An election puzzle is that absentee ballot return rate by Republican voters is so far only 9.0% compared with 15.2% for Democrats, a relative deficit of 41% for Republicans.
There is some causal effect now reducing Republican voting in the 2016 primary compared with past elections. This should be no comfort to Democrats. It may not be a momentum issue. Republican voting may bounce back. November 8 will be a whole new election.
I speculated the 41% deficit in Republican performance might be due to inherent differences in absentee voting rates by party, or overperformance in districts with hot Democratic contests, or regional postal delivery speed affecting Republican areas. But not so. When I controlled for city, Republican underperformance was countywide. The effect of hot elections on absentee ballot return rate was noticeable in only two districts.
As proof of Republican underperformance in the 2016 primary, I controlled for voter earliness by averaging the day each voter voted early, whether by absentee ballot or at an early voting location, in four past elections. The only known bias was due to lack of earliness data for voters who were not registered in 2012 or 2014 elections. Absentee ballot return rate was plotted by party, Democratic, Republican, and Independent (other parties and no party affiliation), for average earliness day 29 to 0 in past elections, on a probability scale (see graph, above).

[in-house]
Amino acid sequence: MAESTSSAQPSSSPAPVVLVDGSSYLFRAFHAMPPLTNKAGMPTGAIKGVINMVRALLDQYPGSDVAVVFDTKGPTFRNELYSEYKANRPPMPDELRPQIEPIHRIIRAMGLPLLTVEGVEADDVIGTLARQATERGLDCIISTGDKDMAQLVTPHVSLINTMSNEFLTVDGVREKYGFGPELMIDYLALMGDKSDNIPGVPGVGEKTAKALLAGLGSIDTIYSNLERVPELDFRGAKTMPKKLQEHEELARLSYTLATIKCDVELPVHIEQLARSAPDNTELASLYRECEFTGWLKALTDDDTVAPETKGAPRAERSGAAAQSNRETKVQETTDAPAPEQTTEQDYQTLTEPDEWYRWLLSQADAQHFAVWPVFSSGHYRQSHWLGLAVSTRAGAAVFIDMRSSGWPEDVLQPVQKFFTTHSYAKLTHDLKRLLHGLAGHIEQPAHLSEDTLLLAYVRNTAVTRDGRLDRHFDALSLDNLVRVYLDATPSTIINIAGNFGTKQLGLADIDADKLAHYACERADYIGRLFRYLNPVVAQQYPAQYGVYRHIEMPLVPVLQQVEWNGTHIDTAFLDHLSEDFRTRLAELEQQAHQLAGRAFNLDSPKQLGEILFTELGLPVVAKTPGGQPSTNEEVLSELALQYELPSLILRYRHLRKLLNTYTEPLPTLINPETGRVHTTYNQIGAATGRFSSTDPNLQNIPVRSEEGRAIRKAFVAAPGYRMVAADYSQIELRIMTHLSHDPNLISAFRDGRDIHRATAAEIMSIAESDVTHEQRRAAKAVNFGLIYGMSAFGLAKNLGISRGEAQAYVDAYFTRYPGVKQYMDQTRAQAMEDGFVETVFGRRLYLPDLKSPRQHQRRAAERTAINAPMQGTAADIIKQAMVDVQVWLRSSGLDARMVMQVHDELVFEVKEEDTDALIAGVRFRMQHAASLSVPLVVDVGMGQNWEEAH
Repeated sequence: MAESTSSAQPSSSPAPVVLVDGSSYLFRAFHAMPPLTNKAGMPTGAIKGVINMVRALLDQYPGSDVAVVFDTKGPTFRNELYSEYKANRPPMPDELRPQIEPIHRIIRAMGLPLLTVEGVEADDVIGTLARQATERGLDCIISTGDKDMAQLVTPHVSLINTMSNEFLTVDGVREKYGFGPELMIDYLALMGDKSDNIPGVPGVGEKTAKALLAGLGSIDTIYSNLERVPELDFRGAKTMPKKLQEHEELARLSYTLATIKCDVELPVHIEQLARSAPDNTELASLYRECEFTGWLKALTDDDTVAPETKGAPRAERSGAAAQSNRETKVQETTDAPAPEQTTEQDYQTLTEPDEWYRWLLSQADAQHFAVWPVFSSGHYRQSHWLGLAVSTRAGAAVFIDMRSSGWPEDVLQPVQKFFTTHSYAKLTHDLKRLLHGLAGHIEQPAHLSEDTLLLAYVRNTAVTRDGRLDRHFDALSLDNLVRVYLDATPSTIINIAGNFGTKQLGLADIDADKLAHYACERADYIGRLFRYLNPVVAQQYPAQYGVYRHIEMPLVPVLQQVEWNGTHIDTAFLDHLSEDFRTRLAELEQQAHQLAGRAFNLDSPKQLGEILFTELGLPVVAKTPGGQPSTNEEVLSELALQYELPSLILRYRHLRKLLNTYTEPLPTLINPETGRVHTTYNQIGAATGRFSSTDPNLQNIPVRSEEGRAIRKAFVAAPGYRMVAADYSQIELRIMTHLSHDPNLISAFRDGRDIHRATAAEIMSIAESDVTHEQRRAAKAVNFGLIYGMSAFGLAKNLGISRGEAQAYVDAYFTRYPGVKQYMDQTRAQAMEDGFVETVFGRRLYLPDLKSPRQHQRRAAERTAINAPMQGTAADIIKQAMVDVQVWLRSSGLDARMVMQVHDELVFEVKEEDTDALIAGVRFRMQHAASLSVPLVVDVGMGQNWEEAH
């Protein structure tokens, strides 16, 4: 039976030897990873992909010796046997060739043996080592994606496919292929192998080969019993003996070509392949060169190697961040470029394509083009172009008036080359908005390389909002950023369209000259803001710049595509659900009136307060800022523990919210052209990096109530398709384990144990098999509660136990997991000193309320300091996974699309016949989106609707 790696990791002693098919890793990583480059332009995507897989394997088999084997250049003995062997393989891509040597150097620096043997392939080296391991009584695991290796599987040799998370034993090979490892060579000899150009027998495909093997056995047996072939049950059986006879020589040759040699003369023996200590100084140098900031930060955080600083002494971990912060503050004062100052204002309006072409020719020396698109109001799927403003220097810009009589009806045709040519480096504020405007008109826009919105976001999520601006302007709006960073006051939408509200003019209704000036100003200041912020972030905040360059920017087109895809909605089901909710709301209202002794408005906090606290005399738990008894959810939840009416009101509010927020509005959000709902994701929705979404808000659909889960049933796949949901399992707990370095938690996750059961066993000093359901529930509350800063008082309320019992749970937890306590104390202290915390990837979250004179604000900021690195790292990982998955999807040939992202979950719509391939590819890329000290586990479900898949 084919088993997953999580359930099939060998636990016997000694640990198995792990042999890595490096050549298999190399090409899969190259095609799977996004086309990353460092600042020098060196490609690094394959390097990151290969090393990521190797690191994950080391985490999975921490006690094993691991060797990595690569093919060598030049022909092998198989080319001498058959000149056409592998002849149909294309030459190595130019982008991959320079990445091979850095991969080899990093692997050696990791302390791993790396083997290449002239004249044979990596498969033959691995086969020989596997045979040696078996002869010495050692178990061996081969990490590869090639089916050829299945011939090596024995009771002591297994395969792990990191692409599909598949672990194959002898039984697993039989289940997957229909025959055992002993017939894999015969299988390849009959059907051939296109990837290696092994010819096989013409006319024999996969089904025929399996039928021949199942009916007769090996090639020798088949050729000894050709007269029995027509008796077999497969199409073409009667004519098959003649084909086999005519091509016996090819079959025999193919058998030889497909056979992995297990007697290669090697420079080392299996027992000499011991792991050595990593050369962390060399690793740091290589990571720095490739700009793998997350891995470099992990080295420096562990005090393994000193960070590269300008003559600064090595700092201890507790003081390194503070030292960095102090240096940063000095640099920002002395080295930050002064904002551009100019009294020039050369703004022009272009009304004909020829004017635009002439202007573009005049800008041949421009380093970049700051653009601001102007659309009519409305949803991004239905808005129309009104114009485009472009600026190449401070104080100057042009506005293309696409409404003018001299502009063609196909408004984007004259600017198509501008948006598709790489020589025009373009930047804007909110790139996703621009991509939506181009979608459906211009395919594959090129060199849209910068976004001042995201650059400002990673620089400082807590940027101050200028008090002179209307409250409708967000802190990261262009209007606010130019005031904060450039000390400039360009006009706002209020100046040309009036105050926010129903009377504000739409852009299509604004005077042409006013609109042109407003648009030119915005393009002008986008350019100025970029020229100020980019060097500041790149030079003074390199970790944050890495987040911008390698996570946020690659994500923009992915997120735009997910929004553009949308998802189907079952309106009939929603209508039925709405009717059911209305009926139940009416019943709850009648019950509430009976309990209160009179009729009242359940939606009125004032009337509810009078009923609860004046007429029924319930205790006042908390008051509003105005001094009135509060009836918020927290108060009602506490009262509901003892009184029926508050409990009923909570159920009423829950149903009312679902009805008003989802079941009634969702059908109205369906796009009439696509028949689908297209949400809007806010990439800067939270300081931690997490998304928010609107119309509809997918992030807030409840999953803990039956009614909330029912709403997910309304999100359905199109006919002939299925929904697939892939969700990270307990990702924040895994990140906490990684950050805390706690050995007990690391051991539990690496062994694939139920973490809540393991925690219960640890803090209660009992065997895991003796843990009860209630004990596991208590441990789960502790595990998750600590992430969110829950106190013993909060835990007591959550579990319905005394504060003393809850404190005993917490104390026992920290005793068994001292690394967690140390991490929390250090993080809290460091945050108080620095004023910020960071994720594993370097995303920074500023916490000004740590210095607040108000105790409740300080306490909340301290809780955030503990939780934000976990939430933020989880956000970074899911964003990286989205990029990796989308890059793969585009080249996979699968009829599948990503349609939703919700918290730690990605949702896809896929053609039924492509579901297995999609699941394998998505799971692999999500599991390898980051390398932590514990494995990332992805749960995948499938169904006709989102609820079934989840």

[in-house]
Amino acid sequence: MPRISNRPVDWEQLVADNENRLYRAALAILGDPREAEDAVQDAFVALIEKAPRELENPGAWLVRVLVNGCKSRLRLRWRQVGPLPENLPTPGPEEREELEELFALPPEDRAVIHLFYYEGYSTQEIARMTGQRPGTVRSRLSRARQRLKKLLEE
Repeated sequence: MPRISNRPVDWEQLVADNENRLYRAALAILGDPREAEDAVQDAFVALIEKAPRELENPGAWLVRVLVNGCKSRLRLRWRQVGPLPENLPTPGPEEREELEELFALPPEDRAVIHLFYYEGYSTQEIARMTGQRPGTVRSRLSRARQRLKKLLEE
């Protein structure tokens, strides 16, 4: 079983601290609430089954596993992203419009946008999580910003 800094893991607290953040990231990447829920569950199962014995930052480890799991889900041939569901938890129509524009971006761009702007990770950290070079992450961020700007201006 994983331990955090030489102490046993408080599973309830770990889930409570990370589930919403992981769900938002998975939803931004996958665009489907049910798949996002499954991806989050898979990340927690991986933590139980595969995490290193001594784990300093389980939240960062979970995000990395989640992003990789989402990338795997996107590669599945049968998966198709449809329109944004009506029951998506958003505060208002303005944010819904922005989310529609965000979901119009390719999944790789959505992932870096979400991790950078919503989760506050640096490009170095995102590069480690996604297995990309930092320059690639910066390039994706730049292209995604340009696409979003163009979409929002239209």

Absentee ballot returns in the 8/30/2016 primary election are strong, 19,447 votes cast out of 158,190 active requests, as of 8/5/2016. In the 2012 primary, 42,244 votes were cast, so 2016 is slated to dwarf 2012. Based on past elections, a little less than half of absentee ballot requests will be voted in the primary.